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Study Says Many Minority Ethnic Women ‘left behind’ by Pay Gap Progress



By News Desk



Tuesday, March 7, 2017.



Leading women’s rights and gender equality campaigning charity the Fawcett Society, has today published new analysis of the gender pay gap by ethnicity, charting progress over more than 25 years.  The analysis reveals real inequalities, with some minority ethnic groups making great strides while pay for others lags far behind.   


Fawcett has also calculated the gap within ethnic groups as well as the gap between minority ethnic women and White British men to reveal a truer picture of gender inequality. 


This data is not routinely collected and published by the Office for National Statistics (ONS) and instead has to be calculated using the Labour Force Survey.


The report reveals that Black African women have seen virtually no progress since the 1990s in closing the gender pay gap with White British men, with a full-time pay gap of 21.4 percent in the 1990s and 19.6 percent today. When part-time workers are included this figure rises to 24 percent.


Pakistani and Bangladeshi women experience the largest aggregate - including full-time and part-time workers - gender pay gap at 26.2 percent


Indian women experience the biggest pay gap with men in their ethnic group at 16.1 percent.


Commenting, Sam Smethers, Chief Executive of the Fawcett Society said:

“This analysis reveals a complex picture of gender pay gap inequality.  Black African women have been largely left behind, and in terms of closing the pay gap, Pakistani and Bangladeshi women are today only where White British women were in the 1990s.”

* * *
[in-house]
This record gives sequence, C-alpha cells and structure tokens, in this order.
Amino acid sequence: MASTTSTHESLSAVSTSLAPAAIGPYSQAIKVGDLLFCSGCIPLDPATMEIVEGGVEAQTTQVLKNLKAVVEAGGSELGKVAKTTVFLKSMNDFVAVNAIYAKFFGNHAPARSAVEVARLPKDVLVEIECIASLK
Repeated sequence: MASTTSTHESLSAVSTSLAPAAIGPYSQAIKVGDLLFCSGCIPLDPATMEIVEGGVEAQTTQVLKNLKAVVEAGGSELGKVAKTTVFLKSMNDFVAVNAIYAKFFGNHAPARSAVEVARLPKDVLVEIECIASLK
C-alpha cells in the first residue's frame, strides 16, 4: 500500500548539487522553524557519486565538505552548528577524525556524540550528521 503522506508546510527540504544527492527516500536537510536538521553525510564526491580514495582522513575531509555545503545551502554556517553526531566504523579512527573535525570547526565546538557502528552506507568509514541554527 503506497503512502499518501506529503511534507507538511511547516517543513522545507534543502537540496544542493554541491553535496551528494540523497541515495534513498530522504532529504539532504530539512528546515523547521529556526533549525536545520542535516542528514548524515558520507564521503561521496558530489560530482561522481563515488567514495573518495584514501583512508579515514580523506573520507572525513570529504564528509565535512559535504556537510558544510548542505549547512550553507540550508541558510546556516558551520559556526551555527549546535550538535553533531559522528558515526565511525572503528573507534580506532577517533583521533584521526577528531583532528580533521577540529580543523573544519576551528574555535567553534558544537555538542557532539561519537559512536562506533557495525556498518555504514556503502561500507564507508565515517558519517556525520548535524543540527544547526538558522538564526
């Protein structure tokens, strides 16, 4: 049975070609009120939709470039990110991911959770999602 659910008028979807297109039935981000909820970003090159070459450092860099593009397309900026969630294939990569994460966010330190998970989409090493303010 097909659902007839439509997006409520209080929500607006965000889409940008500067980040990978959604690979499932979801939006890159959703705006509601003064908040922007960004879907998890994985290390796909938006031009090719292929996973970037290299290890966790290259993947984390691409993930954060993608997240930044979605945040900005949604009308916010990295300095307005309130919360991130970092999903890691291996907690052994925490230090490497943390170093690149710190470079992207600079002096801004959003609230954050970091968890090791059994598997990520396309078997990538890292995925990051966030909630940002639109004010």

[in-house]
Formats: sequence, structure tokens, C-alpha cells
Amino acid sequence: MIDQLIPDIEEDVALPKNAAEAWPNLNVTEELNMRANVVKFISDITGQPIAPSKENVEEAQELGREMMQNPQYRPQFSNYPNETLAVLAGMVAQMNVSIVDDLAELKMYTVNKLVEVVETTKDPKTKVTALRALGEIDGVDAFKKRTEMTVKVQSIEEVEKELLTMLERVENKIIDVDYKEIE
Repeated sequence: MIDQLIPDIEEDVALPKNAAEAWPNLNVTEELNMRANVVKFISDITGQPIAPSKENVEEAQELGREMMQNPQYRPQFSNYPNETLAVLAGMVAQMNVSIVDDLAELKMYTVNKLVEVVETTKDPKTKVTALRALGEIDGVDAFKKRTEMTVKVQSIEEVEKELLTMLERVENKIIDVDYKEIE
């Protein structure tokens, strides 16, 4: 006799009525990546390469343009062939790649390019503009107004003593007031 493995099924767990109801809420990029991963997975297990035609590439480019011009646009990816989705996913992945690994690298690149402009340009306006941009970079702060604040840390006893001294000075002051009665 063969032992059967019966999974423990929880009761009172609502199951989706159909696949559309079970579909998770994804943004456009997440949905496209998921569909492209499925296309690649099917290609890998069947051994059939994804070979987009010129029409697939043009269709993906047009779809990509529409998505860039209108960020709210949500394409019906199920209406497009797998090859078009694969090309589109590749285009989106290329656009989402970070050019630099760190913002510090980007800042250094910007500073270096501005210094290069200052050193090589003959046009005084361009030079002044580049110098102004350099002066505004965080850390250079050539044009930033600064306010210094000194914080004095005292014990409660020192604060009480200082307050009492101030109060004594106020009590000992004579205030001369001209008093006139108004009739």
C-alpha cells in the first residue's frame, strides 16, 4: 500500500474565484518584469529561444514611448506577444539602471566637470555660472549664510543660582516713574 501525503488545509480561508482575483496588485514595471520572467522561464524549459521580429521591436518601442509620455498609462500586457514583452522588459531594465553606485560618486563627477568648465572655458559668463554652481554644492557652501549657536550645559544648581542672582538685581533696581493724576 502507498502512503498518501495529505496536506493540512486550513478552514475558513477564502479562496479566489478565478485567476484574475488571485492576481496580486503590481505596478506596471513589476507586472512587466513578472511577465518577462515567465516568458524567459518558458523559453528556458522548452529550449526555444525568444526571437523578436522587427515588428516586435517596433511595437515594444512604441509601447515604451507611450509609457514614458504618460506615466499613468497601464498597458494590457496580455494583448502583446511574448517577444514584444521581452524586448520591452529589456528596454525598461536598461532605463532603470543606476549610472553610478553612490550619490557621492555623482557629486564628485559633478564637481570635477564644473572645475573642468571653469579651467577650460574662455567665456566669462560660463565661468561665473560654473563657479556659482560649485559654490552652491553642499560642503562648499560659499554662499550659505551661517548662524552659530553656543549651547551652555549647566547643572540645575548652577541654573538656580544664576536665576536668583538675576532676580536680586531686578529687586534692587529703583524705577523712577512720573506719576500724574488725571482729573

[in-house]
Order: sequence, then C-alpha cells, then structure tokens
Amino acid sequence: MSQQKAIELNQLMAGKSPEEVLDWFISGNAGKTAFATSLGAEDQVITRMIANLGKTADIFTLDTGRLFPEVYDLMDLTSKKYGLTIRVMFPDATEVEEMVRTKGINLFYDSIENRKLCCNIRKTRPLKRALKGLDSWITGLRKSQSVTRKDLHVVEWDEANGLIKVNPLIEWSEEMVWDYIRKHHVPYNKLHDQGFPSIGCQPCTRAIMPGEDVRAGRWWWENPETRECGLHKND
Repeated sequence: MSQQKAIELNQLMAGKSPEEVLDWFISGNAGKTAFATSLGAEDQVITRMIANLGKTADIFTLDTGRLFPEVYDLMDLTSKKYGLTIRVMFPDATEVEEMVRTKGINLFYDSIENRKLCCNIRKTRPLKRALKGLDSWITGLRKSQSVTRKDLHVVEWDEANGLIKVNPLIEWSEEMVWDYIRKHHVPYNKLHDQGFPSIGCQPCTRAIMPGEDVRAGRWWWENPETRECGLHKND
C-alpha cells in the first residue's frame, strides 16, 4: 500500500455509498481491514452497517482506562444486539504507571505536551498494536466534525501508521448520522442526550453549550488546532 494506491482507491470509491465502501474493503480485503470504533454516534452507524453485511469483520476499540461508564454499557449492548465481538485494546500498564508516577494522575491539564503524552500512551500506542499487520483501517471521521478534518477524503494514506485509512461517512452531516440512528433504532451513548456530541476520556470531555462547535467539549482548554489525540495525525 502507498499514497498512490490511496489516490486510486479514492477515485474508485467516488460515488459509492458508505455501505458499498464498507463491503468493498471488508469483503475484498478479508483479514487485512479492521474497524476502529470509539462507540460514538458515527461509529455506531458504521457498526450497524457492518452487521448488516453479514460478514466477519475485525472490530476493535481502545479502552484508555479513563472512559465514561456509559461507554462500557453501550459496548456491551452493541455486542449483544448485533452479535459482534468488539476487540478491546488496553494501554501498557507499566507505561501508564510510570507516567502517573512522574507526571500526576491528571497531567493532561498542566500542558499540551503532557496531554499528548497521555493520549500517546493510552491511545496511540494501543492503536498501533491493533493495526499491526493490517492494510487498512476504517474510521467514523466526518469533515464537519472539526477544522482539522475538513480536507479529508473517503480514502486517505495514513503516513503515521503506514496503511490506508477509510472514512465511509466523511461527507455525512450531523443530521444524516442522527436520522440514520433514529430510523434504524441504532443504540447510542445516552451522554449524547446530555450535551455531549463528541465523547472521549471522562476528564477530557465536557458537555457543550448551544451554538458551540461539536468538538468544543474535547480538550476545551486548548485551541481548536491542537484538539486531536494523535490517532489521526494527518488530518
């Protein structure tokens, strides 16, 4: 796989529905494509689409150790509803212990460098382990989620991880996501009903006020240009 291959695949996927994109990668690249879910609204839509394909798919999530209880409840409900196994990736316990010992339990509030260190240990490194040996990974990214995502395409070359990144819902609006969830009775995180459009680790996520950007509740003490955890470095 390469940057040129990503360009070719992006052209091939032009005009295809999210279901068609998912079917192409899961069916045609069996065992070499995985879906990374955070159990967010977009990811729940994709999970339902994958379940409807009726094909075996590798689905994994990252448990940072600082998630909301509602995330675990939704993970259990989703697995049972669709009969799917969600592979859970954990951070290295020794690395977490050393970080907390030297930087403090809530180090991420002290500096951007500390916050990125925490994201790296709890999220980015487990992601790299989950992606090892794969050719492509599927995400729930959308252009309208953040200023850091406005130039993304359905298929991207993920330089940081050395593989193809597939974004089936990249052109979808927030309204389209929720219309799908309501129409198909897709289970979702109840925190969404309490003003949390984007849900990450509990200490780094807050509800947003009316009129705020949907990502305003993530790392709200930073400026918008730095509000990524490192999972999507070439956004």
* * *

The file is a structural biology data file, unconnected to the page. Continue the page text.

“For these groups this is a story of low labour market participation and low pay when they are in work together with high levels of unpaid caring work.” 


The report also reveals some women experiencing real progress: Black Caribbean women in full-time work have overtaken Black Caribbean men so that they now have a reverse pay gap of -8.8 percent. Black Caribbean women are also more likely to be in the labour market than white women; they are older and so have more experience of the workplace, and also more likely to be working full-time. Black Caribbean mothers tend to return to work while their children are very young. However, at 10 percent, their unemployment rate is still twice that of White British women at 5 percent.


However, Black Caribbean men experience the highest unemployment rate of 16 percent, are under-represented in better paid professions or senior positions and over-represented in routine occupations.


Sam Smethers points out that for women in some ethnic groups a combination of higher education, concentration in better paid professions and more women working full-time has seen their gender pay gap narrow or even reverse when compared with White British men. 


She said: “However, when compared with men of their own ethnicity the pay gap has either widened over time (Chinese women) or narrowed at a much slower rate (Indian women), indicating that they are still experiencing gender inequality. The exception to this is Black Caribbean men who are faring considerably worse in the labour market both in terms of pay and participation than Black Caribbean women. However, Black Caribbean women still experience discrimination. “


“We have to address pay inequality for all, and look behind the headline figures to get a true picture of what is going on.  We also have to understand and address the combined impact of race and gender inequality. As a minimum the ONS should routinely collect and publish this data.”


Black British Women Are Paid Less Than White Men

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